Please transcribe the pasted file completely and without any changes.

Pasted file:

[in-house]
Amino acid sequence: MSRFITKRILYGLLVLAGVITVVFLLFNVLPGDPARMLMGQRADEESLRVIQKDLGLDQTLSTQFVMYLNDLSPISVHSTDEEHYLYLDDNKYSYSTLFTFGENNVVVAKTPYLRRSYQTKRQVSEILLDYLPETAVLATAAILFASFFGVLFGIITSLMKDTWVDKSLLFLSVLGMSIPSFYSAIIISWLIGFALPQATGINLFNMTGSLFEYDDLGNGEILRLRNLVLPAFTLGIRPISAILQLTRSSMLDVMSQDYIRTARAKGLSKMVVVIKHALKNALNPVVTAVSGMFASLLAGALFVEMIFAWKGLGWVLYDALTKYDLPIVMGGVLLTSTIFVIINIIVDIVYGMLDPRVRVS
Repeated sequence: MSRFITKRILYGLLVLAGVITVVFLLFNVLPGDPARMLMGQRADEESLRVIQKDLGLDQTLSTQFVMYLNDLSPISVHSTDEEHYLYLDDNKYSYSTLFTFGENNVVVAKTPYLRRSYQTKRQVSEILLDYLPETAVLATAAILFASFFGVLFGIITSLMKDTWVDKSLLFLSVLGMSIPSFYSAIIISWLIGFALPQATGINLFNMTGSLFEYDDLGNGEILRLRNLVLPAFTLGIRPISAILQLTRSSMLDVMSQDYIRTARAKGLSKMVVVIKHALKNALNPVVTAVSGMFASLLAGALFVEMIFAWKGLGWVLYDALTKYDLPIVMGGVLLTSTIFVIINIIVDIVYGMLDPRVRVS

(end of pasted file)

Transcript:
[in-house]
Amino acid sequence: MSRFITKRILYGLLVLAGVITVVFLLFNVLPGDPARMLMGQRADEESLRVIQKDLGLDQTLSTQFVMYLNDLSPISVHSTDEEHYLYLDDNKYSYSTLFTFGENNVVVAKTPYLRRSYQTKRQVSEILLDYLPETAVLATAAILFASFFGVLFGIITSLMKDTWVDKSLLFLSVLGMSIPSFYSAIIISWLIGFALPQATGINLFNMTGSLFEYDDLGNGEILRLRNLVLPAFTLGIRPISAILQLTRSSMLDVMSQDYIRTARAKGLSKMVVVIKHALKNALNPVVTAVSGMFASLLAGALFVEMIFAWKGLGWVLYDALTKYDLPIVMGGVLLTSTIFVIINIIVDIVYGMLDPRVRVS
Repeated sequence: MSRFITKRILYGLLVLAGVITVVFLLFNVLPGDPARMLMGQRADEESLRVIQKDLGLDQTLSTQFVMYLNDLSPISVHSTDEEHYLYLDDNKYSYSTLFTFGENNVVVAKTPYLRRSYQTKRQVSEILLDYLPETAVLATAAILFASFFGVLFGIITSLMKDTWVDKSLLFLSVLGMSIPSFYSAIIISWLIGFALPQATGINLFNMTGSLFEYDDLGNGEILRLRNLVLPAFTLGIRPISAILQLTRSSMLDVMSQDYIRTARAKGLSKMVVVIKHALKNALNPVVTAVSGMFASLLAGALFVEMIFAWKGLGWVLYDALTKYDLPIVMGGVLLTSTIFVIINIIVDIVYGMLDPRVRVS